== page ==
Brought to you by: Community Partner Bradford & Holliman, www.bradfordholliman.com
Do you understand your finances? Here are four reasons to know your finances even if your spouse usually manages them.
1. Since women live longer than men and often have older spouses, women are likely to be the surviving spouses impacted by their husbands’ wills and property law.
2. Divorces trigger the division of assets. Overall, the divorce rate in the U.S. is falling, but the divorce rate of couples over 50+ is increasing, and that means there are more assets to divide.
3. If you are considering a second marriage and have children from your first marriage, you may want to consider a prenuptial agreement and estate plan that protects those children’s inheritances. In the U.S., 19% are second marriages.
4. Setting up your estate plan so that both parties can manage affairs easily on their own when needed due to the incapacity or demise of one spouse.
Know how all your assets are titled. Your attorney needs to know how assets’ titles and beneficiaries to advise you for your estate plan. Individual ownership can be more advantageous than joint ownership due to direct gifts, grants, inheritances, and assets a spouse may have before marriage. But it was not always this way.
Did You Know? Women’s Rights Related to Assets Have Really Changed!
In honor of Women’s History Month, let’s take a quick view of how women’s rights relating to assets have improved:
- 1846- Women could own, but not control, property in their own names.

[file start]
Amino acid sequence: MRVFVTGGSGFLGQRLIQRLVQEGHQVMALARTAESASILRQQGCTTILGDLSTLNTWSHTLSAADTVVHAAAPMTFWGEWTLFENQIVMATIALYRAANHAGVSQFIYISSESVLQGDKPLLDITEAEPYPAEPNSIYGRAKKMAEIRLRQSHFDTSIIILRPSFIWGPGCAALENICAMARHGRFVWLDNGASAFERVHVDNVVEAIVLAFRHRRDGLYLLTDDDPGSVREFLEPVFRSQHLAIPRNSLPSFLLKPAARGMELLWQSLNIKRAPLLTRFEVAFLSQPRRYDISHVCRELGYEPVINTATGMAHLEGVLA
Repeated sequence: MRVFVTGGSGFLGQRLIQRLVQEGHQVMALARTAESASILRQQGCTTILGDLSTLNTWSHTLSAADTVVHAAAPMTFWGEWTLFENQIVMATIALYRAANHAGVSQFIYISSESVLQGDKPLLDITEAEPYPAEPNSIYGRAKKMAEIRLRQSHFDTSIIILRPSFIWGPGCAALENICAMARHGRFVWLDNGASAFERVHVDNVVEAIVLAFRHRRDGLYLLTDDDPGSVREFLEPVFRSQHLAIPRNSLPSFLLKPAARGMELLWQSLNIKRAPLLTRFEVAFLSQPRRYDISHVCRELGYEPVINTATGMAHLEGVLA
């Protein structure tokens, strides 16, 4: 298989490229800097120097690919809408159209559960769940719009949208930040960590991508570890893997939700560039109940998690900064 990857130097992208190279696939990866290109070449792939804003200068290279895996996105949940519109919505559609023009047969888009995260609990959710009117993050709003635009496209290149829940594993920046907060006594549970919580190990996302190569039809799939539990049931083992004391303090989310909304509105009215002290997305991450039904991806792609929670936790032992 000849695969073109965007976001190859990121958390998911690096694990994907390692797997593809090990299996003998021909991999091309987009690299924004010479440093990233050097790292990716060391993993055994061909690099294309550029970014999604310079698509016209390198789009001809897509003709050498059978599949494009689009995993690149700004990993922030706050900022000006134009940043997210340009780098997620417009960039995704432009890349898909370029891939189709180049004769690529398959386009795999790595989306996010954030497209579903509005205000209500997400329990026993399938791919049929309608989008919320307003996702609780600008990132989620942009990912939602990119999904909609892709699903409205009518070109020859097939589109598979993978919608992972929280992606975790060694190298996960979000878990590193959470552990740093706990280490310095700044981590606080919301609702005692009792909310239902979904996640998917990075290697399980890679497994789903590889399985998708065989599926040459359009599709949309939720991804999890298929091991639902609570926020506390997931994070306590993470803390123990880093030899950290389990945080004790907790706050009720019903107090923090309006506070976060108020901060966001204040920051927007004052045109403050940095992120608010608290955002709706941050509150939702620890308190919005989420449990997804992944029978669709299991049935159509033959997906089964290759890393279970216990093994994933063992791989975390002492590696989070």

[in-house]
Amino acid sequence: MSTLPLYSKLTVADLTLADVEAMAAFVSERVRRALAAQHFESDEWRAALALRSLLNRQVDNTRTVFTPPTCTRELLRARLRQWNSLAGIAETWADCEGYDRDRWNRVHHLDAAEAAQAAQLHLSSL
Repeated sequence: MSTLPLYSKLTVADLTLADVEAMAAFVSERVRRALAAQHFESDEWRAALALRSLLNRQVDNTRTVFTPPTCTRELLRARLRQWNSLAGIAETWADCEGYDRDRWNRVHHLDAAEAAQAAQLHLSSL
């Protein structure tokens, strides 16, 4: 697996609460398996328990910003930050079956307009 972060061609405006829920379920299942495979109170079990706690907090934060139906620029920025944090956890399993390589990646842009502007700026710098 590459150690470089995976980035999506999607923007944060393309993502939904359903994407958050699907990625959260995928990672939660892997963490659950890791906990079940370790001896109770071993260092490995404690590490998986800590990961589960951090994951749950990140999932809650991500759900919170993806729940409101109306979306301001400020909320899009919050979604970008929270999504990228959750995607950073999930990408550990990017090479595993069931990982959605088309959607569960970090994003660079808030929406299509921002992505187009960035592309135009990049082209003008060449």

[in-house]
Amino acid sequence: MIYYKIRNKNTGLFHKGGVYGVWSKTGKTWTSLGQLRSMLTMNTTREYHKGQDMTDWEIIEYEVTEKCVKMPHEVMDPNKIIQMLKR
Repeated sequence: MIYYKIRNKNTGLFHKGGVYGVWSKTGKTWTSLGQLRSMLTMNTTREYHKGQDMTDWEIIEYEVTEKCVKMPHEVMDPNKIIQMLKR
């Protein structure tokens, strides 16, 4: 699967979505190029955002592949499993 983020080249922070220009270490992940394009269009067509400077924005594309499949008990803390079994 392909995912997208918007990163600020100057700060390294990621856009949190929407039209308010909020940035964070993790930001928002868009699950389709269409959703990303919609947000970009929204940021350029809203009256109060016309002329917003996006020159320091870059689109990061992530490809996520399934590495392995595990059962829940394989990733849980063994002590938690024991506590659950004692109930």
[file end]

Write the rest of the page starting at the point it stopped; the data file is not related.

- 1849- Married women could own and manage property in their own names during the incapacity of their spouses.
- 1867- Married women were granted separate economy which meant they could have a separate estate.
- 1870- Women were no longer considered property of their husbands or fathers.
- 1960s- Women could open their own bank accounts.
- 1974- Women could have their own credit cards with no co-signers.
- 1974- Women could buy a house alone.
- 1981- For a husband to have sole control of marital property became unconstitutional by a U.S. Supreme Court case.
- 1981- Alabama’s intestate or probate law was changed to be gender neutral.
A couple’s finances require day-to-day management, long-term strategic plans, and estate plans. You and your spouse should talk about finances on all these levels to make sure you are both “rowing in the same direction…” and then make sure your estate plan is in line with your direction.
–Melanie B. Holliman, JD
Partner at Bradford & Holliman, LLC
No representation is made that the quality of the legal service to be performed is greater than the quality of service performed by other lawyers.